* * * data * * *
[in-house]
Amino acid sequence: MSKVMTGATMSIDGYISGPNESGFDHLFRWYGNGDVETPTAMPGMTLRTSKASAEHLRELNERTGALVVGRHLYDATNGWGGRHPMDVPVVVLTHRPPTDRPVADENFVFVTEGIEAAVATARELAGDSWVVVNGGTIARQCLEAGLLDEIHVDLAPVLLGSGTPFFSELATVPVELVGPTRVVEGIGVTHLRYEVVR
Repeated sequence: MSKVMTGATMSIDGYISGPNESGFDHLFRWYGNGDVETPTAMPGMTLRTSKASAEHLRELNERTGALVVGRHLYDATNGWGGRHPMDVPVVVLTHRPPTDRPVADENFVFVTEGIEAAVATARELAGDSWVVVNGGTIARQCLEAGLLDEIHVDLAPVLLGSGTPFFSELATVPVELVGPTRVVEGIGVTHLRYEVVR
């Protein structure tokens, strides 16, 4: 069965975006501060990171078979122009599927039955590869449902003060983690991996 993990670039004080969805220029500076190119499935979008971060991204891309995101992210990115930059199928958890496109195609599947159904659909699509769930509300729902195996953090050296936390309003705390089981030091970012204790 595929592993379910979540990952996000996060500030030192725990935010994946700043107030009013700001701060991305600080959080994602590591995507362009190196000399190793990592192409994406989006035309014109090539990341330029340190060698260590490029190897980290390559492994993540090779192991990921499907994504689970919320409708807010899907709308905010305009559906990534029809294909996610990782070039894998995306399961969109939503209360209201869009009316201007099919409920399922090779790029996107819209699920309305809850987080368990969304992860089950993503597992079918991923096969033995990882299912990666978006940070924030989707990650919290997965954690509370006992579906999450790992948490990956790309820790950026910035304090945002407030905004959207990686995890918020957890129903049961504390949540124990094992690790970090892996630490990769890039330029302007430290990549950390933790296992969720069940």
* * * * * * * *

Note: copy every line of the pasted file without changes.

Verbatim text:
[in-house]
Amino acid sequence: MSKVMTGATMSIDGYISGPNESGFDHLFRWYGNGDVETPTAMPGMTLRTSKASAEHLRELNERTGALVVGRHLYDATNGWGGRHPMDVPVVVLTHRPPTDRPVADENFVFVTEGIEAAVATARELAGDSWVVVNGGTIARQCLEAGLLDEIHVDLAPVLLGSGTPFFSELATVPVELVGPTRVVEGIGVTHLRYEVVR
Repeated sequence: MSKVMTGATMSIDGYISGPNESGFDHLFRWYGNGDVETPTAMPGMTLRTSKASAEHLRELNERTGALVVGRHLYDATNGWGGRHPMDVPVVVLTHRPPTDRPVADENFVFVTEGIEAAVATARELAGDSWVVVNGGTIARQCLEAGLLDEIHVDLAPVLLGSGTPFFSELATVPVELVGPTRVVEGIGVTHLRYEVVR
């Protein structure tokens, strides 16, 4: 069965975006501060990171078979122009599927039955590869449902003060983690991996 993990670039004080969805220029500076190119499935979008971060991204891309995101992210990115930059199928958890496109195609599947159904659909699509769930509300729902195996953090050296936390309003705390089981030091970012204790 595929592993379910979540990952996000996060500030030192725990935010994946700043107030009013700001701060991305600080959080994602590591995507362009190196000399190793990592192409994406989006035309014109090539990341330029340190060698260590490029190897980290390559492994993540090779192991990921499907994504689970919320409708807010899907709308905010305009559906990534029809294909996610990782070039894998995306399961969109939503209360209201869009009316201007099919409920399922090779790029996107819209699920309305809850987080368990969304992860089950993503597992079918991923096969033995990882299912990666978006940070924030989707990650919290997965954690509370006992579906999450790992948490990956790309820790950026910035304090945002407030905004959207990686995890918020957890129903049961504390949540124990094992690790970090892996630490990769890039330029302007430290990549950390933790296992969720069940």